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|Classification and external resources|
|ICD-10||E75.2 (ILDS E75.240)|
Farber disease (also known as Farber's lipogranulomatosis, ceramidase deficiency, "Fibrocytic dysmucopolysaccharidosis," and "Lipogranulomatosis":545) is an extremely rare (80 cases reported worldwide to this day) autosomal recessive lysosomal storage disease marked by a deficiency in the enzyme ceramidase that causes an accumulation of fatty material lipids leading to abnormalities in the joints, liver, throat, tissues and central nervous system. Normally, the enzyme ceramidase breaks down fatty material in the body’s cells. In Farber Disease, the gene responsible for making this enzyme is mutated. Hence, the fatty material is never broken down and, instead, accumulates in various parts of the body, leading to the signs and symptoms of this disorder.
Diagnosis and symptoms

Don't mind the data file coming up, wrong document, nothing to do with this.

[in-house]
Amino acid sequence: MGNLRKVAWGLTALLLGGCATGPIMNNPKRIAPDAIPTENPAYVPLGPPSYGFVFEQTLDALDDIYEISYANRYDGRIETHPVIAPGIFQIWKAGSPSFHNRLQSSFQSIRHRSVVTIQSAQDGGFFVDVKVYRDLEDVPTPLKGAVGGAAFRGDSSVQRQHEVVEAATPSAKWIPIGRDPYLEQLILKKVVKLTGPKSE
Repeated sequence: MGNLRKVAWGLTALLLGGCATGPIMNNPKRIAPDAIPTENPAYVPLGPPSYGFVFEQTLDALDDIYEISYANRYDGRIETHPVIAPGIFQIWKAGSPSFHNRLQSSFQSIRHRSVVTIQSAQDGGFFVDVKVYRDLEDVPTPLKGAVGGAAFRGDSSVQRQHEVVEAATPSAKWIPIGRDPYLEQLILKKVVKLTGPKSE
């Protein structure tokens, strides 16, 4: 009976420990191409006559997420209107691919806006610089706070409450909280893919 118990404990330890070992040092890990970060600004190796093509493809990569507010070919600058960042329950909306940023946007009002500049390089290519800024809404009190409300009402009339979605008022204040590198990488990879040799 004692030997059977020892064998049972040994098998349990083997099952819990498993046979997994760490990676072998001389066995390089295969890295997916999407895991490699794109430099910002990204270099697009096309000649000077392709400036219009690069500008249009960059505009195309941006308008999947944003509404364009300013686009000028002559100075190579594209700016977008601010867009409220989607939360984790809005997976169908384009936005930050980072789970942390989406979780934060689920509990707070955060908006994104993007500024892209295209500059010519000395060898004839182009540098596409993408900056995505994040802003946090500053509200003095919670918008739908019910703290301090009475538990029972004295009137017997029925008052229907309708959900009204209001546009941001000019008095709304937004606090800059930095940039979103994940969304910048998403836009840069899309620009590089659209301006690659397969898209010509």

Disease onset is typically in early infancy but may occur later in life. Children who have the classic form of Farber disease develop symptoms within the first few weeks of life. These symptoms may include moderately impaired mental ability and problems with swallowing. The liver, heart and kidneys may also be affected. Other symptoms may include vomiting, arthritis, swollen lymph nodes, swollen joints, joint contractures (chronic shortening of muscles or tendons around joints), hoarseness and xanthomas which thicken around joints as the disease progresses. Patients with breathing difficulty may require a breathing tube.
Most children with Farber disease die by age 2, usually from lung disease. In one of the most severe forms of the disease, an enlarged liver and spleen (hepatosplenomegaly) can be diagnosed soon after birth. Children born with this form of the disease usually die within 6 months.
There is no specific treatment for Farber disease. Corticosteroids may be prescribed to relieve pain. Bone marrow transplants may improve granulomas (small masses of inflamed tissue) on patients with little or no lung or nervous system complications. Older patients may have granulomas surgically reduced or removed.
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Lippincott's illustrated biochemistry, 4th edition